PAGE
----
Showing us the outdoor mushrooms.
Photo courtesy of Louisette Chaslon.

The White Ferula Mushroom P. eryngii var nebrodensis is also associated with another umbellifer, Sea Holly Eryngium spp. In Spain the mushroom is cultivated outdoors in rows of Sea Holly but it is a lot of work and the crop is plagued by disease. The aim of the cultivation and research at Bio-Champi is to select strains with good stems. They've found there is no need to provide Sea Holly and that the mushroom is content to grow indoors on a mixture of sawdust and straw, which is full of cellulose and lignin which the mushroom will feed on. Another advantage of growing it indoors is that less water is required and it is much easier to keep everything clean and disease free.

Commercial production of the White Ferula Mushroom is mainly concentrated in Asia, with one million two hundred thousand tonnes grown in China. Japan, Korea and Taiwan are also significant producers. Only one hundred tonnes are produced in the whole of Europe.

Bio-Champi propagate by using secondary mycelium in test tubes, not spores. The secondary mycelium is harvested from the section between the stem and the cap of the mushroom. If you want to create hybrids you need to work with spores and create primary mycelium. It takes about ten years to produce a good mycelium.

Bio-Champi, along with Greek and Italian experts, are also trying to establish why the mushroom occurs only in Sicily and why it is rare. A lot of the extant literature will say that it also occurs in China, in the province of Sin-Kiang, but this turns out to be an unfortunate misidentification.

In mushroom cultivation producers have the choice of pasturising or sterilising the substrate. Pasturisation (the technique used at the mushroom caves at Bourré for example) does not kill certain microbes, but is suitable for species such as button mushrooms Agaricus bisporus. However, the White Ferula Mushroom is much more disease prone and the sterilisation process was developed to combat that. The pots and substrate are put in the steam vaporisor autoclave for 10 hours at 100C, then mechanically inoculated and closed for incubation. The sterilisation kills all bacteria and the inoculation machine can process three thousand pots in an hour. Viruses would not be killed, but are not a problem for the cultivation. The pots spend 10 months in the incubation chamber, until the mycelium and little fruiting bodies start appearing. To begin with the temperature is controlled to be within 12 to 18 C but once fruiting starts this is not so crucial. At this point they will be transferred to another shed if it is summertime, but in the winter they are simply put on wheeled racks and trundled outside to grow naturally. Neither rain nor frost damages them, but in the summer parasitic flies are a very big problem.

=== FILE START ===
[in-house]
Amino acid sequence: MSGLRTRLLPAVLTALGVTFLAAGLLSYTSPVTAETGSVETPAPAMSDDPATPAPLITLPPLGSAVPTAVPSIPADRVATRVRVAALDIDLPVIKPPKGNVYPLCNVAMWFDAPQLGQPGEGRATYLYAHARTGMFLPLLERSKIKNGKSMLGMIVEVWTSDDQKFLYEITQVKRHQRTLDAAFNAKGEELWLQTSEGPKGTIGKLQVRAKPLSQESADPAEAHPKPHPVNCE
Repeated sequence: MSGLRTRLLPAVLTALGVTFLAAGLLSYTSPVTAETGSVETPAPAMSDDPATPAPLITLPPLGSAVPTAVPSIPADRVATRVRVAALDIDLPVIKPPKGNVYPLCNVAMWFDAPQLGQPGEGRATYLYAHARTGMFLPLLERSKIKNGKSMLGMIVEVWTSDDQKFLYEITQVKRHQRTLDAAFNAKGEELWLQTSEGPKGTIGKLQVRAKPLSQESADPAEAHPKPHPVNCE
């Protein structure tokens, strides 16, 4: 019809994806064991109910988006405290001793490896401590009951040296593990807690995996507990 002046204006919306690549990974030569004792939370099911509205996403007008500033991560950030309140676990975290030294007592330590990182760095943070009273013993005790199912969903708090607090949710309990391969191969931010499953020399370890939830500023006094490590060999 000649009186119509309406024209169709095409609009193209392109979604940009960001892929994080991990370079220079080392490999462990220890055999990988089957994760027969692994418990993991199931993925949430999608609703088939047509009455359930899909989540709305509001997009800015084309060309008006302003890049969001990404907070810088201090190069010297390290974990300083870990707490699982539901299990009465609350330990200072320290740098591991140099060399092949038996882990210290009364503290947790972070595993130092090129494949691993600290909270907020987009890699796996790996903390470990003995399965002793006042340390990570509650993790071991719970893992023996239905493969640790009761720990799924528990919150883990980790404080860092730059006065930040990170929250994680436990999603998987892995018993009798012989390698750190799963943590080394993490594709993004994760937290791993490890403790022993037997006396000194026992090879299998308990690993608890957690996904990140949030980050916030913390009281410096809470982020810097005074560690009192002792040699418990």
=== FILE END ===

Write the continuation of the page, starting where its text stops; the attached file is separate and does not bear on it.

For the future of the industry Bio-Champi is busy working on all aspects of production:
  • the appearance of the mushrooms
  • their commercial quality (in bulk, in punnets, presentation)
  • ease of culinary preparation
  • technical production (mechinisation)
  • varietal performance (speed of growth, disease resistance)
  • environmental issues (eg waste)
  • health and safety of workers
They are also keeping a close eye on new developments in China, where they are cultivating new species such as Summer Cep Boletus reticulatus, the morel Morchella vulgaris and Chinese Truffle Tuber indicum.

More photos by Louisette on her blog.
Photos by André on his blog.

2 comments:

chm said...

Susan, your mother would have loved this place.

Susan said...

I think she would have liked Mr Zhang too.